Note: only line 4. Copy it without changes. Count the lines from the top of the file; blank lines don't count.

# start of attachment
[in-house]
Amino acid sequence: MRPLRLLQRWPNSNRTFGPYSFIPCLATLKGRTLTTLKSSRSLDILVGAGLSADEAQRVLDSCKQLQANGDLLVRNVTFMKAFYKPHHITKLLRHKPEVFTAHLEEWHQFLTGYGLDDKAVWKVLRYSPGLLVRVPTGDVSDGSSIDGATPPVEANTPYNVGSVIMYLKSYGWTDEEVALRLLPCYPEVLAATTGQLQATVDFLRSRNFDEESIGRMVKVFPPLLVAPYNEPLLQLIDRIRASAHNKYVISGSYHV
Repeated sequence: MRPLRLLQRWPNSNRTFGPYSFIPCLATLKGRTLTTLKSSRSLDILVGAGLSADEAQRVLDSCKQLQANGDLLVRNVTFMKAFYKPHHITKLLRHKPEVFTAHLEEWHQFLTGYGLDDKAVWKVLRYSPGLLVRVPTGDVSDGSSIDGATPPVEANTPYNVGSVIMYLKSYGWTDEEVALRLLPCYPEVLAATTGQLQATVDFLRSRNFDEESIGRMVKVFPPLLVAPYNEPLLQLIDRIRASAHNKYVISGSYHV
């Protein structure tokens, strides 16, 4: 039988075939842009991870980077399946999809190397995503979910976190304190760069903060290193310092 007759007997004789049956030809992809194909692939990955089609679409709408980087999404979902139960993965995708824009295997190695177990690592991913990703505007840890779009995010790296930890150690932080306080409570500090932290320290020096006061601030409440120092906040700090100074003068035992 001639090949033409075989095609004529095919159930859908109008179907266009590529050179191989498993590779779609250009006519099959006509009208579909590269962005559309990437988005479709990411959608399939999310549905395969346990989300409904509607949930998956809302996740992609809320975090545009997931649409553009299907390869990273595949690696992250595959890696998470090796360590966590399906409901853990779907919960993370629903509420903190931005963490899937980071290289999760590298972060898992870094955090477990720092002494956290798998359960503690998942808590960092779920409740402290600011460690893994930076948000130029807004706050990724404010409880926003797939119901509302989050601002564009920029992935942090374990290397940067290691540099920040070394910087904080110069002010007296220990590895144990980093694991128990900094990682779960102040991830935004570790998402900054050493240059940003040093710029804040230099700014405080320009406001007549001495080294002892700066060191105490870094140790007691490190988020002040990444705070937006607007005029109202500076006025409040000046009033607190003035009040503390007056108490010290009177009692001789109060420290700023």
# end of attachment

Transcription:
């Protein structure tokens, strides 16, 4: 039988075939842009991870980077399946999809190397995503979910976190304190760069903060290193310092 007759007997004789049956030809992809194909692939990955089609679409709408980087999404979902139960993965995708824009295997190695177990690592991913990703505007840890779009995010790296930890150690932080306080409570500090932290320290020096006061601030409440120092906040700090100074003068035992 001639090949033409075989095609004529095919159930859908109008179907266009590529050179191989498993590779779609250009006519099959006509009208579909590269962005559309990437988005479709990411959608399939999310549905395969346990989300409904509607949930998956809302996740992609809320975090545009997931649409553009299907390869990273595949690696992250595959890696998470090796360590966590399906409901853990779907919960993370629903509420903190931005963490899937980071290289999760590298972060898992870094955090477990720092002494956290798998359960503690998942808590960092779920409740402290600011460690893994930076948000130029807004706050990724404010409880926003797939119901509302989050601002564009920029992935942090374990290397940067290691540099920040070394910087904080110069002010007296220990590895144990980093694991128990900094990682779960102040991830935004570790998402900054050493240059940003040093710029804040230099700014405080320009406001007549001495080294002892700066060191105490870094140790007691490190988020002040990444705070937006607007005029109202500076006025409040000046009033607190003035009040503390007056108490010290009177009692001789109060420290700023």